Thursday, May 17, 2018

Canada’s unions are calling on the federal government to make it easier for workers to report harassment and violence by implementing anti-reprisal measures, including whistleblower protection. This will make it safer for LGBTQ2SI workers to report harassment and violence in the workplace, without fear of reprisal, discrimination or stigma.

“Violence and harassment should never be part of the job. It’s time for our government to commit to ensuring that any worker who experiences homophobic and transphobic harassment and violence has the support they need,” said CLC President Hassan Yussuff.

May 17 is the International Day Against Homophobia, Transphobia and Biphobia (IDAHOTB), marking the anniversary of the World Health Organization’s (WHO) decision to remove homosexuality from its list of mental disorders and illnesses.

Canada’s unions have long championed LGBTQ2SI rights and safe and healthy workplaces, free from discrimination, violence and harassment. However, homophobia, transphobia and biphobia continue to affect LGBTQ2SI workers on the job and in communities. According to Statistics Canada, 13% of police-reported hate crimes in 2016 were motivated by hatred based on sexual orientation.

“LGBTQ2SI workers face more barriers when it comes to reporting these crimes and accessing support services to deal with the impact of violence and harassment,” said Yussuff.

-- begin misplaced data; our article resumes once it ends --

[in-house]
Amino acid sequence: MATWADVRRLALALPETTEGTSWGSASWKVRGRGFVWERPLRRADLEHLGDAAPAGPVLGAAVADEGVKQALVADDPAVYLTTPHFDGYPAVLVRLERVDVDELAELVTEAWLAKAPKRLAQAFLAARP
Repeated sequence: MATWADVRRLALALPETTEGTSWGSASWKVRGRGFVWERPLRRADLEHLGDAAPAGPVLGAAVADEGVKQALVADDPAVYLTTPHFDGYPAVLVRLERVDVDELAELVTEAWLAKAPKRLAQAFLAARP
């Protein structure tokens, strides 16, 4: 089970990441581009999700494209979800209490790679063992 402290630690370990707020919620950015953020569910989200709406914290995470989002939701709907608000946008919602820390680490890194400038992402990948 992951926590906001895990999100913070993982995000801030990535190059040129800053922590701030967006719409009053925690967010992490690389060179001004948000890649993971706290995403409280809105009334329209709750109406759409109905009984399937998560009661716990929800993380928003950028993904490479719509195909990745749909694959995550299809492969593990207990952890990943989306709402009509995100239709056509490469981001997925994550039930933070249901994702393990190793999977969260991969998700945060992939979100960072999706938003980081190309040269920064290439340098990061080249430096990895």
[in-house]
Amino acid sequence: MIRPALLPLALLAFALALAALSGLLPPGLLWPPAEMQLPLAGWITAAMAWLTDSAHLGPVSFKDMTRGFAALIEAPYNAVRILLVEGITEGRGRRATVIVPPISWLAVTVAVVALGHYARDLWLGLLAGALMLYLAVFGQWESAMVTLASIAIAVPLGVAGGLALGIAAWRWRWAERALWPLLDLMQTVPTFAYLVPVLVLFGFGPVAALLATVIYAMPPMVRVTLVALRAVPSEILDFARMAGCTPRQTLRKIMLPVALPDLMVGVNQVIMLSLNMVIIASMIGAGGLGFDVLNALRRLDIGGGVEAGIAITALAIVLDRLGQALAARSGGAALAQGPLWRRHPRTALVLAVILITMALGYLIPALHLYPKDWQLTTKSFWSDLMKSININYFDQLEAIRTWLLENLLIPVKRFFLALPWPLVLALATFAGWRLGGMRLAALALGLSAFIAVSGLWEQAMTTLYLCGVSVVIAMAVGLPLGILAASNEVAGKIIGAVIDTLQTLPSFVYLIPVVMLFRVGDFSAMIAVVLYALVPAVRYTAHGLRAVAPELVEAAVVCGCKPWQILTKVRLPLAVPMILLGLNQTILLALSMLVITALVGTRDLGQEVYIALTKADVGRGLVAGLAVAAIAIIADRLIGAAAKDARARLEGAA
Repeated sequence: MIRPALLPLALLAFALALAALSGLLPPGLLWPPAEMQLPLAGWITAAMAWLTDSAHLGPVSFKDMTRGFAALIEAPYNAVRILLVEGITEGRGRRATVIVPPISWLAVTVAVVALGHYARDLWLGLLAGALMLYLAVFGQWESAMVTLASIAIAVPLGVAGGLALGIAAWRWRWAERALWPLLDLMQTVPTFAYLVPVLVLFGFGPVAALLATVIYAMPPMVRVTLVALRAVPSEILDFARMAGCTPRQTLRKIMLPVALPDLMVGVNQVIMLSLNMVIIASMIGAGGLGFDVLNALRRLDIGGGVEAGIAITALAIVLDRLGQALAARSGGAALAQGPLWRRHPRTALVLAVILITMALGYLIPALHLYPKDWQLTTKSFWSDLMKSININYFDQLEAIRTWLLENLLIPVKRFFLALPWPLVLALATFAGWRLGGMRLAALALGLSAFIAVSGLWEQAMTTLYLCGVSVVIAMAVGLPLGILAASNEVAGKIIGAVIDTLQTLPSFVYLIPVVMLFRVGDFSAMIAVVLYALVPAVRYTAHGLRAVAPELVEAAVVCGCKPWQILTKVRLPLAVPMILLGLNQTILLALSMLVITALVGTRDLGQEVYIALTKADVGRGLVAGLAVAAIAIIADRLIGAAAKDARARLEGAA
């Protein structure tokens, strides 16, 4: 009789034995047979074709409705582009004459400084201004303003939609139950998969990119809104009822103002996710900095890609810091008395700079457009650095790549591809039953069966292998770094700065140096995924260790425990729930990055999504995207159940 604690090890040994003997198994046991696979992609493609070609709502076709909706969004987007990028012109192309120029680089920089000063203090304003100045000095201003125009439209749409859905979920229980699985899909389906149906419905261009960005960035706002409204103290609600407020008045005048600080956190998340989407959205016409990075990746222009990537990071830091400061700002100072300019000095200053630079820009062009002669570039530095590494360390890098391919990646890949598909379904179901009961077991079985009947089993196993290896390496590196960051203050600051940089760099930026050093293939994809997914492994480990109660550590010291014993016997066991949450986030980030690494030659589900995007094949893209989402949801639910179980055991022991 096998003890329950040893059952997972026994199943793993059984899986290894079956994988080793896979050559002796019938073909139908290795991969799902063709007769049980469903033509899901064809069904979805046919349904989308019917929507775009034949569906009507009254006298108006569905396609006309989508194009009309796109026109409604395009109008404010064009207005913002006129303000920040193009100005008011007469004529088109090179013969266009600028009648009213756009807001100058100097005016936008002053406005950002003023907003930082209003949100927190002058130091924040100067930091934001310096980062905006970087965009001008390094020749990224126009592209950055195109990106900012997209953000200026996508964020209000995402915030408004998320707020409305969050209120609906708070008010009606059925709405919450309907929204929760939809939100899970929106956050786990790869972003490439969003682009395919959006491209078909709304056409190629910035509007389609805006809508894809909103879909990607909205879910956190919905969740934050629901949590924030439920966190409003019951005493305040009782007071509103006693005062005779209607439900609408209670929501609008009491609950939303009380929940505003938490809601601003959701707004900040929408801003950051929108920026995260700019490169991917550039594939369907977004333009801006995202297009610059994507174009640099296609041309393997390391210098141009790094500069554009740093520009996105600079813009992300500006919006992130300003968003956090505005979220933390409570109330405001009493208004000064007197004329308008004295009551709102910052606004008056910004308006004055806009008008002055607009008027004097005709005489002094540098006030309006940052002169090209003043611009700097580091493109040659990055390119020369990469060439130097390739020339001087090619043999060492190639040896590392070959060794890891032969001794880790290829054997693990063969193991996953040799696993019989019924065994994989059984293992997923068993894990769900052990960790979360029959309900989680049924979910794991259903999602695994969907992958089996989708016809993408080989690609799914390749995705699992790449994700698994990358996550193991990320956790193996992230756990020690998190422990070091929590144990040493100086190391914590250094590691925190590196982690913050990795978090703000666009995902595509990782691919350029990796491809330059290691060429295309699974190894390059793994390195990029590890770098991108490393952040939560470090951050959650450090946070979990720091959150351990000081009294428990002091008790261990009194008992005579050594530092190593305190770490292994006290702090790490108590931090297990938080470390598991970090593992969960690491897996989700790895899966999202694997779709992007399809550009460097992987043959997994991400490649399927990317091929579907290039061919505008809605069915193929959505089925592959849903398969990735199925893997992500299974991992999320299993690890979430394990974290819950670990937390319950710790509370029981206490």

Later this month, the International Labour Organization (ILO) will begin negotiations for a new labour standard on violence and harassment in the workplace. Trade unions from around the world will be pushing for an inclusive standard to protect all workers and address the full spectrum of workplace violence and harassment.

The CLC is calling on Canada’s government to champion a standard that will protect workers who experience harassment and discrimination based on sexual orientation, and gender identity and expression. 

“With leadership, education and action from our federal government, we can end harassment and violence and make workplaces safe for all workers, regardless of their sexuality or their gender identity and expression,” said Yussuff.

Add your voice and speak up against violence and harassment.